Illegal cannabis operation in Los Alamos (Photo: Santa Barbara Sheriff’s Office)
By Jerry Roberts, Newsmakers
Supervisor Das Williams charged on Monday that the Santa Barbara Grand Jury displayed “a remarkable lack of knowledge” in its blistering report about the origin and operations of the county’s controversial cannabis ordinance.
In his first extensive public comments since the Grand Jury criticized the Board of Supervisors for “open(ing) the floodgates” to pot growers and providing “unfettered access” to lobbyists for the industry, Williams pushed back on the critique during a radio interview.
Das Williams (courtesy photo)
“The process has been enormously good” for Santa Barbara, he told Steve Chiotakis, host of the “Greater LA” program on KCRW-FM public radio, in a recorded interview.
The program, which also solicited comments from Newsmakers, is scheduled to air today (Monday July 13) at 88.7 on KCRW in Santa Barbara and 89.9 FM in Ventura and L.A. at 1:10 p.m. and 6:40 p.m., according to the station.
The grand jury report, which is here, hit the supervisors for crafting an out-of-scale and badly flawed ordinance based on the primary goal of implanting a “robust” cannabis industry in the county, without proper regard to its impact on neighbors, vintners and other agriculture businesses, that was driven by a transactional political process. Our story on the report is here.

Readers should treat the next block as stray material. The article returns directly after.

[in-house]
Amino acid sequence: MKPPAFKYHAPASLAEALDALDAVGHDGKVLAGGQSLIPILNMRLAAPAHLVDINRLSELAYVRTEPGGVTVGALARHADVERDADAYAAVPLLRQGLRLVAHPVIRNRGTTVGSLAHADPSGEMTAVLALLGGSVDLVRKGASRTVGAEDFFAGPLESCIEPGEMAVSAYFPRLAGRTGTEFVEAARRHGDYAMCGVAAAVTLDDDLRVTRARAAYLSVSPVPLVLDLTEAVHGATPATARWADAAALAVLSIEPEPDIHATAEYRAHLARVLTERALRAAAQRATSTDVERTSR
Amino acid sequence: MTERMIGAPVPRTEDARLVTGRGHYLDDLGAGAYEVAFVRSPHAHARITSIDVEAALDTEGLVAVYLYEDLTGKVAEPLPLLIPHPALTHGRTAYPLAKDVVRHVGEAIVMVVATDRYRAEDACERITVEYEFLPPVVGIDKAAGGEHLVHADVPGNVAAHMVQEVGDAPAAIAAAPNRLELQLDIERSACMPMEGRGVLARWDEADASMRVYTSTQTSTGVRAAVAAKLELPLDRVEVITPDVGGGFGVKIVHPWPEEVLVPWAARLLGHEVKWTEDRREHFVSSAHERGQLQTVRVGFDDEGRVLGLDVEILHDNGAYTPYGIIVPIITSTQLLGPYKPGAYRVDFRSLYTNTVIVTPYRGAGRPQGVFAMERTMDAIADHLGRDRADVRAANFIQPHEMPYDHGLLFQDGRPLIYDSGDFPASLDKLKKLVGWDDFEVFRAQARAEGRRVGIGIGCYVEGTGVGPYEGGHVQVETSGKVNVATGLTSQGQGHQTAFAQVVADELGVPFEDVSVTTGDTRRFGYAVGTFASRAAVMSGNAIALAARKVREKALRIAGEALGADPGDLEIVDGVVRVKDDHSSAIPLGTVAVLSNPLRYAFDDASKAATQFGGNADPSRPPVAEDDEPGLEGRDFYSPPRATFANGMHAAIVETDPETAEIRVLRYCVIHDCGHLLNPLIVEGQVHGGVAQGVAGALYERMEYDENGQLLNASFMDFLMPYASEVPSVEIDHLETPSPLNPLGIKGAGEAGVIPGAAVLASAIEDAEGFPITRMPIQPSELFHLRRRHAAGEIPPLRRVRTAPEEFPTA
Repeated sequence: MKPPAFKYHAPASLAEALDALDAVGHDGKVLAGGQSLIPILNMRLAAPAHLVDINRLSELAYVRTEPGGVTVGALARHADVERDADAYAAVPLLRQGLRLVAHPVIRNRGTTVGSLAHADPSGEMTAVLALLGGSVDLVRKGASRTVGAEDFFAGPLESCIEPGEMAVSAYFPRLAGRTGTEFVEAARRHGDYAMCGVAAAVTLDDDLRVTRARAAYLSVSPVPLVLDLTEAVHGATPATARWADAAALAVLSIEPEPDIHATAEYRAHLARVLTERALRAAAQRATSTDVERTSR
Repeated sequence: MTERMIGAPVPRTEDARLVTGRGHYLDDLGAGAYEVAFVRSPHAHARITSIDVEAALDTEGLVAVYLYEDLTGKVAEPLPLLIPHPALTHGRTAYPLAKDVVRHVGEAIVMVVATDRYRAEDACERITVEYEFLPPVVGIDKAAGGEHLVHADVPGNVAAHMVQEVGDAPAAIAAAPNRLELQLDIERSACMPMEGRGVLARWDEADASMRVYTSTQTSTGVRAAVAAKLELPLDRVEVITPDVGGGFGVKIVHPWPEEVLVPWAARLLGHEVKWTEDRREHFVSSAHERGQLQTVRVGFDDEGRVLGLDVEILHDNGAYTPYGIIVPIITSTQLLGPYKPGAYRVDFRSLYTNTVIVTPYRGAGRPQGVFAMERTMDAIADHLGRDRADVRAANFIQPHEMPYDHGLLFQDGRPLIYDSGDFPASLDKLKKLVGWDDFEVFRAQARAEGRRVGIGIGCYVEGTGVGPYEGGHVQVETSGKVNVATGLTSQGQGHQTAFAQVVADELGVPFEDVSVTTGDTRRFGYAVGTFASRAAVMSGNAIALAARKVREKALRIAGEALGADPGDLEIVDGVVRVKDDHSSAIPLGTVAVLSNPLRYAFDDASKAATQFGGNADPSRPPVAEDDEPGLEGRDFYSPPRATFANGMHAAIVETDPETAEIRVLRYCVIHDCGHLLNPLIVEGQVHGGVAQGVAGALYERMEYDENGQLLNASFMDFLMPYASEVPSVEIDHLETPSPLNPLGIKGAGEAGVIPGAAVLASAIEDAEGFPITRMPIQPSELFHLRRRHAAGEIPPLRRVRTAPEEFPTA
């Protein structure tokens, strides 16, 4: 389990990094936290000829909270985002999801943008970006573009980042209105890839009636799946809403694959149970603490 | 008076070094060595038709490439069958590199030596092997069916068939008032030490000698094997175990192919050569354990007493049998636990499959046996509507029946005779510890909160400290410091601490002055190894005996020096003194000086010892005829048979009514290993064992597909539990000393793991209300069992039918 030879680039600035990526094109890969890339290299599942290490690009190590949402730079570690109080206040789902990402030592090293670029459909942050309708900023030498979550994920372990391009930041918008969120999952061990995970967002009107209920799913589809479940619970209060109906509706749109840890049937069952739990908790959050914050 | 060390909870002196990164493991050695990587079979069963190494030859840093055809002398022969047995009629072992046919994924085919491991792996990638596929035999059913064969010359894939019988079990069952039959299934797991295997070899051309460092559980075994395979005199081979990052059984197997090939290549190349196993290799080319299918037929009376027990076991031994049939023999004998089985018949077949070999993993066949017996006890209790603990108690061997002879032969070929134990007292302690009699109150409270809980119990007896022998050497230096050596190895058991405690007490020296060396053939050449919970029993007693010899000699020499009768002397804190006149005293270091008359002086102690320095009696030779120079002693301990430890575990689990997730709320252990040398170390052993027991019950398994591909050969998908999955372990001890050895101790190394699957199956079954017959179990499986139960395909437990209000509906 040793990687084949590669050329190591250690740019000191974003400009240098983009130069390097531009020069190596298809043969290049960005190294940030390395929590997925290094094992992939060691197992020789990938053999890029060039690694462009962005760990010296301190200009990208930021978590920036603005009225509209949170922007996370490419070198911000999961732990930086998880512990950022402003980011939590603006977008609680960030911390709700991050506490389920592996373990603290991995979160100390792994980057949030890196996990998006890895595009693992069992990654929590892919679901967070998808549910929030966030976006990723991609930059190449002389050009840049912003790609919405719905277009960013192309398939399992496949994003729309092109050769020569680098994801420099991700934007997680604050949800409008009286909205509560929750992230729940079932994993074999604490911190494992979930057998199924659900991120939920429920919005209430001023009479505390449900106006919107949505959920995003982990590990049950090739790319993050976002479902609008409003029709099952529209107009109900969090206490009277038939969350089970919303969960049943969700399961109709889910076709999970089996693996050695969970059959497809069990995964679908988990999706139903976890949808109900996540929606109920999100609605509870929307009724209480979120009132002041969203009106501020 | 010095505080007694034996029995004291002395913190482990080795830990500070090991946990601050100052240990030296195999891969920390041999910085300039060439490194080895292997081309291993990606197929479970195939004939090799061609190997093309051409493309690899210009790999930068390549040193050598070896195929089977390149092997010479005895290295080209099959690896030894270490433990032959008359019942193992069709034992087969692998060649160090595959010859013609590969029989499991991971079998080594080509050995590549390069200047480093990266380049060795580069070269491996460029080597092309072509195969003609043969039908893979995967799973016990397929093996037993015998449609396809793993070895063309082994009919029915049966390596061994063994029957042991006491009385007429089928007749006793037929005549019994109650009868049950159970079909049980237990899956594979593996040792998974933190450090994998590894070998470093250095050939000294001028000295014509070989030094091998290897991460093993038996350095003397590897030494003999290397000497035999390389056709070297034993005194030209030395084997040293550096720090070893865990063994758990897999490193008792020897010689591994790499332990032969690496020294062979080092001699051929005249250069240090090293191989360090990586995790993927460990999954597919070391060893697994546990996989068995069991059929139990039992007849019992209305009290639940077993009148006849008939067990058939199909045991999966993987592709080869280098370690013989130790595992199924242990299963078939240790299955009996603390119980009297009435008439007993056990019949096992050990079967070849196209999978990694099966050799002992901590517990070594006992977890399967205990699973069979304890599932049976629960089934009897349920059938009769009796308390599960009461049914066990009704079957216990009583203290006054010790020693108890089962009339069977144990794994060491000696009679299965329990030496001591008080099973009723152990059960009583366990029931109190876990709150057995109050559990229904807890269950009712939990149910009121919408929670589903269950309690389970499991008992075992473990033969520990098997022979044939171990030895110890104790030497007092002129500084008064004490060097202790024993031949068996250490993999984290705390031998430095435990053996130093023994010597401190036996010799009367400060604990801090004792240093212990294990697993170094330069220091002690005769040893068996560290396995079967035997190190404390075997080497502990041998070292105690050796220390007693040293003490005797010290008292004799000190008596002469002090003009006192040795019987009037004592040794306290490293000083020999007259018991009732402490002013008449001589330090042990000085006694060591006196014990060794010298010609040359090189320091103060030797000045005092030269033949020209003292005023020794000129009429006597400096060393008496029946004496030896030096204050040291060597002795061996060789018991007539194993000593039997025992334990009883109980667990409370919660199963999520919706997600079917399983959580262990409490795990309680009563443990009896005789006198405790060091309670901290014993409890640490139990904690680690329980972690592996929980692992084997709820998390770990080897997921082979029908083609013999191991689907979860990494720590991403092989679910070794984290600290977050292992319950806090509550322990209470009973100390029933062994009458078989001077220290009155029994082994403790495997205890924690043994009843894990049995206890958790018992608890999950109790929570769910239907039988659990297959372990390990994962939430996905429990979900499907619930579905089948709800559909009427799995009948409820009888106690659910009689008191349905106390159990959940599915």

The supervisors have 90 days to reply formally to each of the jury’s many criticisms. But Williams took to the airwaves early to push back, portraying the pot law as a major success story for the county, while insisting that industry lobbyists did not exercise undue influence because “everybody had unfettered access” to him during the ordinance-writing process.
“I found it annoying” how often representatives of the industry wanted to meet with him, he acknowledged however.
Rather than “opening the floodgates” to any grower who claimed he had previously been cultivating medical marijuana, Williams portrayed the ordinance in large part as an effort to go after and shut down illegal grows. He also asserted that the $10.7 million in pot revenue the county received this year — one third of which goes to enforcement — avoided “very dramatic cuts” in law enforcement and other services in the $1.2 billion budget.
He also heralded the ordinance for controlling the “nuisance” of skunky odor yielded by pot operations in Carpinteria, where many residents have long and loudly complained about the stench.
“We have a zero standard for odor,” he said.
July 1, 2020: